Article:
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Editorial pointers

Editorial Pointers


It's a cyberspace cat-and-mouse game with billions at stake and billions more spent in intercepting and eradicating spam. No sooner does a new crop of anti-spam solutions hit the market than spammers find new ways to defeat them.

There appeared to be a global reprieve of sorts about 18 months ago that experts credited to the strength of a new line of anti-spam filters and compliance with the U.S. CAN-SPAM Act of 2003. But it was woefully short-lived and a roar of unsolicited email took off last summer with greater reach than ever. Today, 9 out of 10 email messages are spam. Indeed, Reuters reports spam now costs firms up to $1,000 a year per employee in lost production and higher computing bills. Experts blame the global rise in zombie networks (or botnets) that link 100,000 computers without user knowledge, giving spammers huge computing power to send tens of millions more messages without a trace.

This month's cover article examines the latest line of defense from anti-spam researchers. Joshua Goodman, Gordon V. McCormack, and David Heckerman discuss machine-learning and compression-based solutions, IP-address-based techniques, cryptography, and other filtering technologies. The fight may never end, rather, they suspect spammers will be unable to afford to stay in business and move on...maybe.

Adding to the discussion is Galen Grimes's analysis of the effectiveness of the U.S. CAN-SPAM Act of 2003 in deterring unsolicited mail. He examines implementation efforts six months after the law was signed, comparing them with compliance efforts three years later.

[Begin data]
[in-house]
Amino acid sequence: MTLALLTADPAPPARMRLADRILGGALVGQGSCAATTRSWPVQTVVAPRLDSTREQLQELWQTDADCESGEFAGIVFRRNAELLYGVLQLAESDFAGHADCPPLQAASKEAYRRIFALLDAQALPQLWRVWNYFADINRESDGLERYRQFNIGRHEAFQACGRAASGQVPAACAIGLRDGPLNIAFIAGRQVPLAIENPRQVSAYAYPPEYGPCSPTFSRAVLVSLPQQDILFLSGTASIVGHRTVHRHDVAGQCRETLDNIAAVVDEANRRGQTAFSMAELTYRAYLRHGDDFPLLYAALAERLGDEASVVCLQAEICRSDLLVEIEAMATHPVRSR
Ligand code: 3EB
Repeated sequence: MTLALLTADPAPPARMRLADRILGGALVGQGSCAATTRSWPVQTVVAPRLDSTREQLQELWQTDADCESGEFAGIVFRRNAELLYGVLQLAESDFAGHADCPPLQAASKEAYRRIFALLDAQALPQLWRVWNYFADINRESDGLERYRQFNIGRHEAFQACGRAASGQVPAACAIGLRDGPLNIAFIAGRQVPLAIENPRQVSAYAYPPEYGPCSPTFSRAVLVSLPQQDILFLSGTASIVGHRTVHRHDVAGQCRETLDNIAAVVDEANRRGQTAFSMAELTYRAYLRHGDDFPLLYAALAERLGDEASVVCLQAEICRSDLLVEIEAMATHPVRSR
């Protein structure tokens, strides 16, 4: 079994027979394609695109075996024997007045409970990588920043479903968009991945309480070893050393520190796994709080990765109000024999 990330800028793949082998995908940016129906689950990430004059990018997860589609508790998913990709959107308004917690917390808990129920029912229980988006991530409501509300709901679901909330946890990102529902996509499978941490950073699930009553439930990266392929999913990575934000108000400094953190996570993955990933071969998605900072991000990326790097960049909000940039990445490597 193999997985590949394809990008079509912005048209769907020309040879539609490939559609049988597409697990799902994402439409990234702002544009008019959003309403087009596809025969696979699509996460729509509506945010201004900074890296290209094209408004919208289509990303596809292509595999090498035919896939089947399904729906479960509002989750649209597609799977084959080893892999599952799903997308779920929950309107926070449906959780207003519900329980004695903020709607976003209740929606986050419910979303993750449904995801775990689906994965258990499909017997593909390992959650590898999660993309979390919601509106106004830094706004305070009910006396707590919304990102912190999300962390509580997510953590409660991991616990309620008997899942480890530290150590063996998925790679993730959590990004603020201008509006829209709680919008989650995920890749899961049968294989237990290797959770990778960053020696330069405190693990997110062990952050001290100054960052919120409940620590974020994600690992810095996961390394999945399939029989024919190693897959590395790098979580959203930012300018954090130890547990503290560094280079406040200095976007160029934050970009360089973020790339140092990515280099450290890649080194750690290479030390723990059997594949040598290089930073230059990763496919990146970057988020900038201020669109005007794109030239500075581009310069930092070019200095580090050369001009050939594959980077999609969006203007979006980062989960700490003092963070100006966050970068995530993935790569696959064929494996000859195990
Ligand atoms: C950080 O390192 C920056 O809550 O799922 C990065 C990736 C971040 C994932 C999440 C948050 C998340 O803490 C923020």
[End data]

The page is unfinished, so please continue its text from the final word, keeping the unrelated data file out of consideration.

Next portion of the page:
In other news, realizing the U.S. government's vision of a health care information infrastructure is daunting, but Agrawal et al. contend it is possible to build the technology needed to share a patient's medical records without sharing that patient's identity. Baraglia and Silvestri introduce a novel online recommender system that builds user profiles without the user needing to input personalized content. In addition, Bhatti et al. examine the ability to federate user identity across organizational databases while maintaining user access rights and privileges.

Jacoby and Luqi trace the challenge of creating reliable methods for measuring the effectiveness of intranets. And Glassberg and Merhout look back at the seminal article on electronic markets and hierarchies written in 1987 by Thomas Malone, Joanne Yates, and Robert Benjamin, exploring how that theory holds up 20 years later in light of today's dynamic e-marketplace.

Pamela Samuelson looks at some of the critical patent reforms that are reachable through court action. And Michael Cusumano, who has covered Microsoft's strategies for well over a decade, predicts some of the major challenges the software giant will face on the business front, as open, free, and innovative challengers come to the fore.


©2007 ACM  0001-0782/07/0200  $5.00

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